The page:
Chinese state media bought Twitter ads to spread disinformation about Hong Kong protests
Twitter was posting advertisements on behalf of Chinese state media that portrayed the pro-democracy movement in Hong Kong as “increasingly violent,” according to the social media bookmarking site Pinboard.
Ads originating with Xinhua News Agency, the Chinese government’s official media outlet, falsely reported that “All walks of life in Hong Kong called for a brake to be put on the blatant violence and for order to be restored,” according to Pinboard, a platform where ads and social media activity are catalogued and analyzed.
Chinese officials are trying to disrupt international media coverage showing that the protests, known as the Umbrella Movement, are mostly peaceful. There have been eruptions of violence, such as when police fired bean bags at demonstrators, injuring one woman’s eye, and when authorities dispersed protesters by beating them with clubs.
An estimated 1.7 million people marched Aug. 18 in a peaceful protest calling for reforms such as the removal of an extradition law and the removal of the Beijing-appointed chief executive of Hong Kong. Beijing has reacted with an overwhelming police presence and a military buildup on the border of Hong Kong, a special administrative region that’s semi-autonomous.
Twitter has removed the ad flagged by Pinboard, but a spokesman did not respond to questions about the reach and length of the ad campaign.
Pinboard called on Twitter to disclose how much money it’s received from Xinhua, how many ads it ran for Xinhua since the Hong Kong protests began and how those ads were targeted.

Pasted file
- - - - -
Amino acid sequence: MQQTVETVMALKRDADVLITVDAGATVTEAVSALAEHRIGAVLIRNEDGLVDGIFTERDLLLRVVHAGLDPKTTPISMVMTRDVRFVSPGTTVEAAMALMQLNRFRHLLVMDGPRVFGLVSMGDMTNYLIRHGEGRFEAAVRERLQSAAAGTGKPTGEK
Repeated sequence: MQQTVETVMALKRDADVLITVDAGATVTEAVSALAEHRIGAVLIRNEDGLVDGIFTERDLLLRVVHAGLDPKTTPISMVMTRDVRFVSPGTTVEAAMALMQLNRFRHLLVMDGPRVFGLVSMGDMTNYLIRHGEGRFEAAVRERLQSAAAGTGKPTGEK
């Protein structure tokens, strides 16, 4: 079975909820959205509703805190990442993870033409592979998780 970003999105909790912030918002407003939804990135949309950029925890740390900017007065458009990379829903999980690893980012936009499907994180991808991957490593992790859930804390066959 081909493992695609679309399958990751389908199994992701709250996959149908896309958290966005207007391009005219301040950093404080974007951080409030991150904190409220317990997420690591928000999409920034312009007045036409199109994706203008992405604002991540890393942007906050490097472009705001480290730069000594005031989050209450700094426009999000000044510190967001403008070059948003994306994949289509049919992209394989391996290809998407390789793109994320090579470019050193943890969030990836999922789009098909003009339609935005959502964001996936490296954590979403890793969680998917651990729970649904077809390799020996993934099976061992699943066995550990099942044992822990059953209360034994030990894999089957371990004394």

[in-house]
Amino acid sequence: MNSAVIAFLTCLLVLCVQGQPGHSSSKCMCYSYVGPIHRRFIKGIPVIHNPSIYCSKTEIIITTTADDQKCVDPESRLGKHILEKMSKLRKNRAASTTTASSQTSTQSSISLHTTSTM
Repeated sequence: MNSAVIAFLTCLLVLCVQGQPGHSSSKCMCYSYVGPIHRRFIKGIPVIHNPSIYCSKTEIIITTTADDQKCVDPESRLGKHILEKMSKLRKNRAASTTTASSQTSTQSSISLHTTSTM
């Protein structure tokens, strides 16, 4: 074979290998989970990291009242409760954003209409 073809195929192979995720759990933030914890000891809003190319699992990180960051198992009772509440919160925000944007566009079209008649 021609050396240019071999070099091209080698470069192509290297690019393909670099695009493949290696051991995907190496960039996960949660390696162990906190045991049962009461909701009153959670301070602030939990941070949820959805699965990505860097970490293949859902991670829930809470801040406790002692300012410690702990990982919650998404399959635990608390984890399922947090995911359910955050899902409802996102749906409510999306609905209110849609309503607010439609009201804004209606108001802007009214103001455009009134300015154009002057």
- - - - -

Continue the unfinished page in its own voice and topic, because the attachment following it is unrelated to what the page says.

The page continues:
Twitter is blocked in mainland China, but pro-Umbrella Movement conversations have generated a mostly positive reaction on social media.
“Every day I go out and see stuff with my own eyes, and then I go to report it on Twitter and see promoted tweets saying the opposite of what I saw,” tweeted Pinboard, which is run by the web developer Maciej Cegłowski. “Twitter is taking money from Chinese propaganda outfits and running these promoted tweets against the Hong Kong protest hashtags[.]”
Xinhua also has disseminated tweets that implicitly refute allegations of police brutality against Umbrella Movement demonstrators, and hint that protesters are “prepared to go extreme.” Tweets published Monday were sent between missives about the Chinese box office and flattering news about Chinese President Xi Jinping.
State media agencies have prepared for such an endeavor. The threat intelligence firm Recorded Future in March published research demonstrating how Xinhua and a range of other outlets are behind social media profiles that typically push innocuous images, like pictures of panda bears, to increase engagement and remain constant in users’ feeds. Then, when instances like the pro-democracy movement occur, the same state-controlled agencies leverage that trust in an attempt to manipulate public opinion in subtle ways.